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The Speakers of the Canadian House of Commons


Right Hon. Daniel Roland Michener
P.C., C.C., C.M.M., CD, Q.C., O.Ont., LL.D.(1957–1962)

A year after Roland Michener was elected to the Legislative Assembly of Ontario in 1945, Premier George Drew appointed him to the Cabinet — a decision that would have an unintended and long-lasting effect on Michener’s political future. In 1948 Drew successfully ran for the leadership of the federal Progressive Conservative party, defeating John Diefenbaker on the first ballot. When Diefenbaker became leader and then Prime Minister in 1957, he was still irritated that Michener — by now a Progressive Conservative MP — had not supported him nearly a decade earlier. Diefenbaker did not invite Michener to join his Cabinet, and only after Co-operative Commonwealth Federation (CCF) MP Stanley Knowles turned down his offer to be nominated for Speaker did the Prime Minister nominate Michener instead.

During his more than four years as Speaker in the 23rd and 24th Parliaments, Michener garnered a reputation for even-handedness and sensible flexibility in interpreting the procedural rules of the House. A measure of his success may be the occasional complaints by government members — and by the Prime Minister himself — that he was too fair to the opposition parties. An important achievement for which he was responsible was the smooth introduction of simultaneous interpretation in the House on January 15, 1959.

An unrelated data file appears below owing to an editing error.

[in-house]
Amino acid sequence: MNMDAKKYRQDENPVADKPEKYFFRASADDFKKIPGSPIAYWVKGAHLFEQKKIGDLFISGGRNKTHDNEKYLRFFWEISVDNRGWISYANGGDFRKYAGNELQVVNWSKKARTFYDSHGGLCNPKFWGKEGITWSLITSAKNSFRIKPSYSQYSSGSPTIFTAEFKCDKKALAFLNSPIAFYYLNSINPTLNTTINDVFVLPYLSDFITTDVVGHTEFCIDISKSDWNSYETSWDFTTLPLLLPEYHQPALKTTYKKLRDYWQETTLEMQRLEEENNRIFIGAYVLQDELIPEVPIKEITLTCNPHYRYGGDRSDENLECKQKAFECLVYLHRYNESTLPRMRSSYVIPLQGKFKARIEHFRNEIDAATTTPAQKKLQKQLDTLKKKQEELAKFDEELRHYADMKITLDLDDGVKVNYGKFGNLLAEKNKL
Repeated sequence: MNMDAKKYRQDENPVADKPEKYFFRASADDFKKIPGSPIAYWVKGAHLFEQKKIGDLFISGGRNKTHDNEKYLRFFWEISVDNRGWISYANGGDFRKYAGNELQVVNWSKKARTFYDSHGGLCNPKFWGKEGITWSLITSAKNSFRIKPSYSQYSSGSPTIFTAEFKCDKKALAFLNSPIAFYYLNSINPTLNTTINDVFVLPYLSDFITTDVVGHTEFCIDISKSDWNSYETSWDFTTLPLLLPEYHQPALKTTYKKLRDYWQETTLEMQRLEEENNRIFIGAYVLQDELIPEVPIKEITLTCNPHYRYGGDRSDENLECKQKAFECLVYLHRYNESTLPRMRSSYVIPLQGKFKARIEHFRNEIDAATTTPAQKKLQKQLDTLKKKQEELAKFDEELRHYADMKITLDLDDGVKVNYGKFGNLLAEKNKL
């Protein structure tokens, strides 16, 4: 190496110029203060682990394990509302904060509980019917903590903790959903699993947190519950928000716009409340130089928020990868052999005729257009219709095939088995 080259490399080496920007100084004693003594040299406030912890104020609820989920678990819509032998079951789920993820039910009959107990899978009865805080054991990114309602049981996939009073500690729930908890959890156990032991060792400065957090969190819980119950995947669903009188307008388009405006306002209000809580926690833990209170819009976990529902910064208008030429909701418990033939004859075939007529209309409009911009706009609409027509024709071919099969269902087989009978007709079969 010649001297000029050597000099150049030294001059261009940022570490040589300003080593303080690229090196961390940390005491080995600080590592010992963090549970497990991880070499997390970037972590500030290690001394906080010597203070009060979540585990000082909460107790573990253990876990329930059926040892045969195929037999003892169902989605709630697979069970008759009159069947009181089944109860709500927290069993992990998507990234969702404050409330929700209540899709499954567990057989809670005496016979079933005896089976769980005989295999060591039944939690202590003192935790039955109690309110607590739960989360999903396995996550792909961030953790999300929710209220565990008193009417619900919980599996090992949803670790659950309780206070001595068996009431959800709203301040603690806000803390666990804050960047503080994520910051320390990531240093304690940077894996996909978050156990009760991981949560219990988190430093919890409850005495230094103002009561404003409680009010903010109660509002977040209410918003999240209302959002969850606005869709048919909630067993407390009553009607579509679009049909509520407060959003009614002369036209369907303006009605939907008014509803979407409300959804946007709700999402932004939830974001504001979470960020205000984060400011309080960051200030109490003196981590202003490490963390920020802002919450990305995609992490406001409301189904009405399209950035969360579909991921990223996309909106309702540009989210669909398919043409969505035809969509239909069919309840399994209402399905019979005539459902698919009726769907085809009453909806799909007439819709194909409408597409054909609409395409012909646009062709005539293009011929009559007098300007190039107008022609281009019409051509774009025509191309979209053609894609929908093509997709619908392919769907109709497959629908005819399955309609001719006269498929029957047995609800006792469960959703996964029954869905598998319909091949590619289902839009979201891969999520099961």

Michener was defeated in the general election of 1962, the first time since Confederation in 1867 that a Speaker had lost his riding in an election in which his party formed the government. He was offered neither a seat in the Senate nor any other patronage appointments, often seen as appropriate recognition of the Speaker’s service to the House and country. In the tributes that followed, Diefenbaker noted that if Michener had not been defeated, he would have been nominated as permanent Speaker. In his memoirs, however, Diefenbaker characterized Michener as lacking political courage for leaving politics instead of running again.

When Lester Pearson won a minority Liberal government in the general election of 1963, he offered to nominate his old friend — they had known each other since both played hockey at Oxford in the 1920s — for the permanent Speakership of the House. Michener declined, but the following year he accepted Pearson’s appointments as High Commissioner to India and later as simultaneous High Commissioner to Nepal.

In 1967, on the centenary of Confederation, Pearson nominated Michener for appointment as the Queen’s representative in Canada — the first former MP to become Governor General.

Michener was the second Canadian in history to be awarded the Royal Victorian Chain, a personal token of high esteem from Queen Elizabeth II.

Next Speaker: Hon. Marcel Joseph Aimé Lambert

Previous Speaker: Hon. Louis-René Beaudoin

Artist: Cleeve Horne
Date: 1962

Born: Lacombe, Alberta, 1900

Died: Toronto, Ontario, 1991

Professional Background: Law

Political Affiliation: Conservative

Political Record:

Prime Minister During Speakership: